8 p.m. Aug. 27 at Millville Community Center, McCracken Pike in Woodford County. $10. (859) 533-2029.
Mortality can be such a fickle thing when it comes to popular music. Take the case of Nashville songsmith Phil Lee.
Heralded as one of Nashville's great unsung songwriting heroes since a blooming alt-country scene began to infiltrate the indie-pop and corporate country ranks in the mid-'90s (although his various genre-hopping jobs in the music industry extend back nearly 40 years), Lee bills his new album, So Long, It's Been Good to Know You, as his "first posthumous release." He's also calling his current concert trek, which includes visits at Millville this weekend and Natasha's Bistro and Bar in October, as the "I Saw Him Before He Died Tour."
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Well, judging by the expertly understated songs on So Long, Lee is very much a member of the here and now. Although often noted for the human humor of his songs, So Long leans heavily on sobering narratives, from 25 Mexicans (in which a band of illegal immigrants have packed themselves into the house that the singer grew up in) to the ghastly Sonny George (an account of an accidental homicide of 11 children at the hands of a trucker, eerily bringing to mind images of the 1988 Carrollton bus crash).
But the stories aren't always dark and definitely don't stay affixed to morose musical settings. The Tatterbug Rag sounds like early-'70s Neil Young wrapped in Brook Benton-style soul. Lee also uses the generous creases in his singing voice, which recall late-'70s Bob Dylan, to offer a thoroughly hapless self-appraisal.
"I used to be my own best friend," he sings. "But I got to hanging around myself too much."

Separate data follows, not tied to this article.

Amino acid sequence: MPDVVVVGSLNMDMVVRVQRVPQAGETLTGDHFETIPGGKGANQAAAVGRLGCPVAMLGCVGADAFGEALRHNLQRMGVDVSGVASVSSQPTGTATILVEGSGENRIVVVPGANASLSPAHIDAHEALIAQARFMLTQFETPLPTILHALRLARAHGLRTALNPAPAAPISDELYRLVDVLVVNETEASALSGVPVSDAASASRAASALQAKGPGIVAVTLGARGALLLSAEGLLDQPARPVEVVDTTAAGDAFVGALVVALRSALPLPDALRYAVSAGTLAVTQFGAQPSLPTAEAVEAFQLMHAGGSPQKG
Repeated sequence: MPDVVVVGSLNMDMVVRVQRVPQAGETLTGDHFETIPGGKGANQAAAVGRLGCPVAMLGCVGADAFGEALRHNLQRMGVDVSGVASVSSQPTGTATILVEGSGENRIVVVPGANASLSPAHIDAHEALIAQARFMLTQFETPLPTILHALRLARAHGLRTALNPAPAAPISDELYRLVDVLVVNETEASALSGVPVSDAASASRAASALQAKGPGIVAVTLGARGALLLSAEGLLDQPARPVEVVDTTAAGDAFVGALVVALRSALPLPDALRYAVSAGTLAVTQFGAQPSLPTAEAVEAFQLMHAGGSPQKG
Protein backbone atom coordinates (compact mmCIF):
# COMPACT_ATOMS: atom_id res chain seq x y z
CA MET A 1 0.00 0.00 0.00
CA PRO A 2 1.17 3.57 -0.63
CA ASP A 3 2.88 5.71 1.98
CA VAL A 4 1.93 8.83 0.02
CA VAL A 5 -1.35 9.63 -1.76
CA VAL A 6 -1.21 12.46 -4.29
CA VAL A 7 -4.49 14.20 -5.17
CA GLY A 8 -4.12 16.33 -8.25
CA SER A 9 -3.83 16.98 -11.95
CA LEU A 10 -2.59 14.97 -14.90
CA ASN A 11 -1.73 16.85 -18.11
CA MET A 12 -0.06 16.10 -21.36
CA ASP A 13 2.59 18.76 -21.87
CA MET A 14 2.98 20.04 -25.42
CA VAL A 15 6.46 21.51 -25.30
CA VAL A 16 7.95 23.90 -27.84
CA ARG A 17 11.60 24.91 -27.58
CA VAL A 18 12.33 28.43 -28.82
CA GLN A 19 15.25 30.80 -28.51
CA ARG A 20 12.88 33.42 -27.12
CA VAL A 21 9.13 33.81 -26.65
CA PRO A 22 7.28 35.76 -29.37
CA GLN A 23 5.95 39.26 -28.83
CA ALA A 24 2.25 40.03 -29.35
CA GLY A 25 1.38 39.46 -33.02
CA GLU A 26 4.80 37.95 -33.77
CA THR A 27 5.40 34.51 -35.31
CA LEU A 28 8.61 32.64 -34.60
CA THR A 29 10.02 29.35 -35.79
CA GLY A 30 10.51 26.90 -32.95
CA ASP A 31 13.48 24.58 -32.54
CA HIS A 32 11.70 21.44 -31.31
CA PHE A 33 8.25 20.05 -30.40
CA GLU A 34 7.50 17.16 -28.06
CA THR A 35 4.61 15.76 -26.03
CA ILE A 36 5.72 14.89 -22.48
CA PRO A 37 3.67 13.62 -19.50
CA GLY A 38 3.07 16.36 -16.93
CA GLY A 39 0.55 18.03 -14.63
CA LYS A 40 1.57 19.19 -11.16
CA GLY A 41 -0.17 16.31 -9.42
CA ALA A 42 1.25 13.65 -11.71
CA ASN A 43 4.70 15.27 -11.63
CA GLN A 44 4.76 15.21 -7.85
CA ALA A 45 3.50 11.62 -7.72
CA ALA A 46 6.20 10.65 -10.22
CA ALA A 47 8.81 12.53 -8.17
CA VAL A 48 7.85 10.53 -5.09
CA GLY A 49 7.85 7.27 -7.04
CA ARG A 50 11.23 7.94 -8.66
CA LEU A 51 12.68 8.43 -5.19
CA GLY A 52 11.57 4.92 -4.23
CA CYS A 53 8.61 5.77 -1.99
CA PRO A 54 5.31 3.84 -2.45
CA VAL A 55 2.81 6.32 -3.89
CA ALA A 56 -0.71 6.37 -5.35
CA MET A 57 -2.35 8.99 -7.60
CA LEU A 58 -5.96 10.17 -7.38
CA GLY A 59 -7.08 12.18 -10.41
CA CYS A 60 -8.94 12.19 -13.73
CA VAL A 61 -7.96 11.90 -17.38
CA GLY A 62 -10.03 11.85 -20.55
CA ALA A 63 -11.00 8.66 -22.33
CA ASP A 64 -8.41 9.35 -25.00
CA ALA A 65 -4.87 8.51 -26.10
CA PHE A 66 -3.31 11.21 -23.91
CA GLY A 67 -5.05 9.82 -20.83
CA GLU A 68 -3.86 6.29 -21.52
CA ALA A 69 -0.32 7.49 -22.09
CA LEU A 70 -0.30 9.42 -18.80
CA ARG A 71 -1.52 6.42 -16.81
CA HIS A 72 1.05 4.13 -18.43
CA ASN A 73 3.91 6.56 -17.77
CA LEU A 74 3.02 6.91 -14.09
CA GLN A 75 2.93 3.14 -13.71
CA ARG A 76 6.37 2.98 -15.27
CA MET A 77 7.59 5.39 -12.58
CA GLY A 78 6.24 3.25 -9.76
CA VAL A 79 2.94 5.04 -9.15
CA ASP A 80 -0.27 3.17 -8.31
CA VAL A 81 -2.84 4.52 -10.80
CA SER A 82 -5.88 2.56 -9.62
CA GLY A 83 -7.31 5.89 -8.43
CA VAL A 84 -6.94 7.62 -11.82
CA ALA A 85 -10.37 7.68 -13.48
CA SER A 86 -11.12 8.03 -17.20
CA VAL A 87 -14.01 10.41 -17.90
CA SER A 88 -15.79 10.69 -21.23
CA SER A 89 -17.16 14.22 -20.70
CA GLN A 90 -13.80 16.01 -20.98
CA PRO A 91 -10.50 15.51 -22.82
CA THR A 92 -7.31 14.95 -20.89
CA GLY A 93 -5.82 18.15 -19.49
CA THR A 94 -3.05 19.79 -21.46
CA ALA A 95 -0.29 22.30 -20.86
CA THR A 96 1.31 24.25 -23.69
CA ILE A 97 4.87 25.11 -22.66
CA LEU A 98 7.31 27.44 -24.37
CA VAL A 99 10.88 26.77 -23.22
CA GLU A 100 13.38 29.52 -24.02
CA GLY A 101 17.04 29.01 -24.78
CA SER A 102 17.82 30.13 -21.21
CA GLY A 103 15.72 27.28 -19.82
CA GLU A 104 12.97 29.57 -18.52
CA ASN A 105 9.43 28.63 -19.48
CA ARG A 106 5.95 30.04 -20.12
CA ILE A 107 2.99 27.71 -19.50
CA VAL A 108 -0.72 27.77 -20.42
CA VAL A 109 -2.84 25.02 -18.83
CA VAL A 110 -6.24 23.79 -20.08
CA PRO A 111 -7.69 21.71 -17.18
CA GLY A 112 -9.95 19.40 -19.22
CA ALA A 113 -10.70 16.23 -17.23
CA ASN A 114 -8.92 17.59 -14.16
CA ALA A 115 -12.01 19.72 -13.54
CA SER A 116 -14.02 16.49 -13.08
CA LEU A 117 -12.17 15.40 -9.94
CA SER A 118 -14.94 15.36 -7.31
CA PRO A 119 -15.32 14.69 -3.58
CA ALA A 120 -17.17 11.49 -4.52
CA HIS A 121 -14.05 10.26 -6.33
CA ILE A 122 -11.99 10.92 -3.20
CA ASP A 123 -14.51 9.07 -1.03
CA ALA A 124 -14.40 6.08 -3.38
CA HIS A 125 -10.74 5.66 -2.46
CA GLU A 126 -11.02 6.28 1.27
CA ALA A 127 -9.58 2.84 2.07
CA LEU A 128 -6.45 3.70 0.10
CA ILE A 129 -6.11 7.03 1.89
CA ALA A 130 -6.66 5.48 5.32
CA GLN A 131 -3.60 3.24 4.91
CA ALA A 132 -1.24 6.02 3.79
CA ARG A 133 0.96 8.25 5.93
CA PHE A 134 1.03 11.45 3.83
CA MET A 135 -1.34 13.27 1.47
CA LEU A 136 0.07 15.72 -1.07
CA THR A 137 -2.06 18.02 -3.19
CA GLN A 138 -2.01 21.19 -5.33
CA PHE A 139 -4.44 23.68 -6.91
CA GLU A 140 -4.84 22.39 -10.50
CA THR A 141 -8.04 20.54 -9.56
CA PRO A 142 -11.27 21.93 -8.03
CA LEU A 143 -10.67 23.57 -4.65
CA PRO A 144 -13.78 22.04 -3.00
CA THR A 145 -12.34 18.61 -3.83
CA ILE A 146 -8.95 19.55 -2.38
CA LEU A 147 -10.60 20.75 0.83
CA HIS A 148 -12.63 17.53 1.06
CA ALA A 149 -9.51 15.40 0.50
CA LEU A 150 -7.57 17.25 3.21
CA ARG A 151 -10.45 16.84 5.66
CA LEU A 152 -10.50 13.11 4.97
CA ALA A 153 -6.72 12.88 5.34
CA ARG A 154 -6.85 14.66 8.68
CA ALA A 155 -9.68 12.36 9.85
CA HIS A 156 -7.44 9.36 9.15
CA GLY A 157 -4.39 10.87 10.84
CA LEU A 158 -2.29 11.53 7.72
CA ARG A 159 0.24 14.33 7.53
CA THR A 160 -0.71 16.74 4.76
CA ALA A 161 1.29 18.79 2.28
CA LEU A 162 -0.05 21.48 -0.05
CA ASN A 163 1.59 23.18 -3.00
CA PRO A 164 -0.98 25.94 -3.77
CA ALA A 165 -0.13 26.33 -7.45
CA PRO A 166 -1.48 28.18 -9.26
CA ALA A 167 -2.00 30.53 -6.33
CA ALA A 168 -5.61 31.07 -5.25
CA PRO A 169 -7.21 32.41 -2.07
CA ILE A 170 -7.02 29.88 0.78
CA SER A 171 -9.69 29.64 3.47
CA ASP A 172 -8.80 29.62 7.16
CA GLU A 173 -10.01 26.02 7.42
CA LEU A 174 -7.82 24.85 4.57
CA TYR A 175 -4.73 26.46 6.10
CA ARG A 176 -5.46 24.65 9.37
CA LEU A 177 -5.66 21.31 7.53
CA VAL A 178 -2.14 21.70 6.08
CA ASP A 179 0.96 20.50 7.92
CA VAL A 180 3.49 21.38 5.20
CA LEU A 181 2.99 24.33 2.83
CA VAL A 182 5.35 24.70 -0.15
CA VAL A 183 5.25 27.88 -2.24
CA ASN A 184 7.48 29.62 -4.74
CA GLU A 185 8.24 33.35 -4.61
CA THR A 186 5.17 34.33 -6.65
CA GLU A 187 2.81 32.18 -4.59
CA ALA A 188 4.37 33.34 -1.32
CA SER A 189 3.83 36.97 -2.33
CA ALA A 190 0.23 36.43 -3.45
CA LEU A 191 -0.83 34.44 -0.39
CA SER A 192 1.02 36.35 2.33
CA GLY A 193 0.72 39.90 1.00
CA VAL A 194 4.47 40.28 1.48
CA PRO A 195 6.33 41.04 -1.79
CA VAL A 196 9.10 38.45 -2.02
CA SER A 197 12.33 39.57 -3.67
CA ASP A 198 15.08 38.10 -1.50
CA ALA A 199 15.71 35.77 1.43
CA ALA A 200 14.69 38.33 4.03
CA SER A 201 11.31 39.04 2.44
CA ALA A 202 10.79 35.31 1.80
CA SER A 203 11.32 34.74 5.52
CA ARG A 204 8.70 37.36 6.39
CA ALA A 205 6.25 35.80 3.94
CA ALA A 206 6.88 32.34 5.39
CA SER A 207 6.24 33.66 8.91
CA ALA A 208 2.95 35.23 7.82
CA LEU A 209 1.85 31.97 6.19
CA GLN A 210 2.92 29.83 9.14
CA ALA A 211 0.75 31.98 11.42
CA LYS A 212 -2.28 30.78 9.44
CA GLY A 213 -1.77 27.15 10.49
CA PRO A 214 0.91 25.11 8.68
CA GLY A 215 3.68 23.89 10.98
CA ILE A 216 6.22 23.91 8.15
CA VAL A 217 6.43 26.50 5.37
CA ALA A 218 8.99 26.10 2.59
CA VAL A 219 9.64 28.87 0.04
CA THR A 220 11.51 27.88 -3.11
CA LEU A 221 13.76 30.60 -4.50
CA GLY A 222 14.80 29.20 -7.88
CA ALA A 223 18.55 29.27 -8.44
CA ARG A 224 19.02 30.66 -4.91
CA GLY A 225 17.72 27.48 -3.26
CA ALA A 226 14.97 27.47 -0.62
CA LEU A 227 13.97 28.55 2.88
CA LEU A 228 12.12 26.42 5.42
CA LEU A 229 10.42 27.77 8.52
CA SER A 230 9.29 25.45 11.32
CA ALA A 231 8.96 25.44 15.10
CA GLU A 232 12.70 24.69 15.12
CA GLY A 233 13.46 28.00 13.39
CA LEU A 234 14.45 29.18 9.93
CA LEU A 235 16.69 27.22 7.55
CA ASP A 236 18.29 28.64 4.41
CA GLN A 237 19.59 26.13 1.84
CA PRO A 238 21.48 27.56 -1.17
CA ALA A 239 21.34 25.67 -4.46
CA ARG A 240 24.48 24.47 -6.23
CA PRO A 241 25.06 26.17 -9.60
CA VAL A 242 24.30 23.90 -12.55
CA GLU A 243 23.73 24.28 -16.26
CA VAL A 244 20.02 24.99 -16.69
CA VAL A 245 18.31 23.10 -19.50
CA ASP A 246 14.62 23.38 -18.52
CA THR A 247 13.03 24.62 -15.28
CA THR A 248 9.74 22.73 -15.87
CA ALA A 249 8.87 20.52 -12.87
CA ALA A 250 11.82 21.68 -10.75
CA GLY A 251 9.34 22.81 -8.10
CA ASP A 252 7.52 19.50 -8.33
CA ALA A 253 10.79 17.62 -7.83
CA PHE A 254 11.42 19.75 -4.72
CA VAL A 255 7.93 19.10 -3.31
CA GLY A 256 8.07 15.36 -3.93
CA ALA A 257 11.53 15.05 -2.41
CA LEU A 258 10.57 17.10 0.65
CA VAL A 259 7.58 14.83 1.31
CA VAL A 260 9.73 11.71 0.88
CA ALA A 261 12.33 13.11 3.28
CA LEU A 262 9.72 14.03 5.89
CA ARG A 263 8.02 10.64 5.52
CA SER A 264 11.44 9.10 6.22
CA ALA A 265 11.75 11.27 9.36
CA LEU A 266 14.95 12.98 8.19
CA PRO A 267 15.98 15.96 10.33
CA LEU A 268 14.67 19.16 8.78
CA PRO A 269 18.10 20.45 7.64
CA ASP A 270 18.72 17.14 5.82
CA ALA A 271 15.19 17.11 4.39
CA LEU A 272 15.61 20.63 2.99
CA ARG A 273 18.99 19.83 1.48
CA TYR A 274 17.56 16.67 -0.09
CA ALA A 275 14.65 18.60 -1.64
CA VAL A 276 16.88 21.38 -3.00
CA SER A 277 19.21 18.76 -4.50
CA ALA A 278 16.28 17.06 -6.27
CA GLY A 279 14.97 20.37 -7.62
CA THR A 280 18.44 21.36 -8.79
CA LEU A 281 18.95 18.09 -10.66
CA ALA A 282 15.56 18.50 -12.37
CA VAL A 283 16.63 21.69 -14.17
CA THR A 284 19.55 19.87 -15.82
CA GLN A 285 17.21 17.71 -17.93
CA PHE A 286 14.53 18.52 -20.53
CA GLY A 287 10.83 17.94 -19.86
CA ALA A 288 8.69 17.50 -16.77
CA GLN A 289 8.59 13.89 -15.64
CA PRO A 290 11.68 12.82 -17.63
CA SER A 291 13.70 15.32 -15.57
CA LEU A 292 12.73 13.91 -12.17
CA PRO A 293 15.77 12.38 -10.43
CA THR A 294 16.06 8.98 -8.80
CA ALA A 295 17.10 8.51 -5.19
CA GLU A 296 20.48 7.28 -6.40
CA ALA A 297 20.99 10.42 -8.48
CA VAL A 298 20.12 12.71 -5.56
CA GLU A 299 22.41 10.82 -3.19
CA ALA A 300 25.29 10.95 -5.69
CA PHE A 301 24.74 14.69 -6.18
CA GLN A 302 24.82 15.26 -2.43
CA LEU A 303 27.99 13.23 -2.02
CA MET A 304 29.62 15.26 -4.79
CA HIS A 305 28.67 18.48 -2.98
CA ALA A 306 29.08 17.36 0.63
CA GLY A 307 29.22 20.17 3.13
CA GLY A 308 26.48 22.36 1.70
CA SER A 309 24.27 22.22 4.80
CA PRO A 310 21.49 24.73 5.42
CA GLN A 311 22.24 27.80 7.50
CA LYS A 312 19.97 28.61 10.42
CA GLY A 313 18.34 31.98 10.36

Lee surrenders completely to comic relief, however, on Where a Rat's Lips Have Touched, a decrepit sing-along that celebrates rodent loathing with a bizarre Celtic/Mexicali stomp.
Can't make it to Lee's performance Friday night at the Millville Community Center near Frankfort? Then mark Oct. 1 on your calendar. That's when Lee hits Lexington for the first time in ages for a gig at Natasha's Bistro.
9 p.m. Aug. 28 at Natasha's Bistro and Bar, 112 Esplanade. $10. (859) 259-2754. Beetnik.com.
Speaking of Natasha's, the bistro brings the great melodic Americana songsmith Thad Cockrell back to Lexington on Saturday.
Last here in 2005 with a pair of performances at The Dame (one was a solo opening set for Alejandro Escovedo, the other an extraordinary duet performance with Whiskeytown/Tres Chicas songstress Caitlin Cary), Cockrell maintains a light, emotive storytelling persona in his songs that occasionally recalls stylist Josh Rouse but without all of the European references.
After the release of Begonias, an exquisite 2005 album with Cary, Cockrell moved to Nashville from North Carolina, but then he moved back to the Carolinas before the release of the independent album To Be Loved, a 2009 collection of secular and non-secular love songs that sometimes hint at the emotional conflict between the two.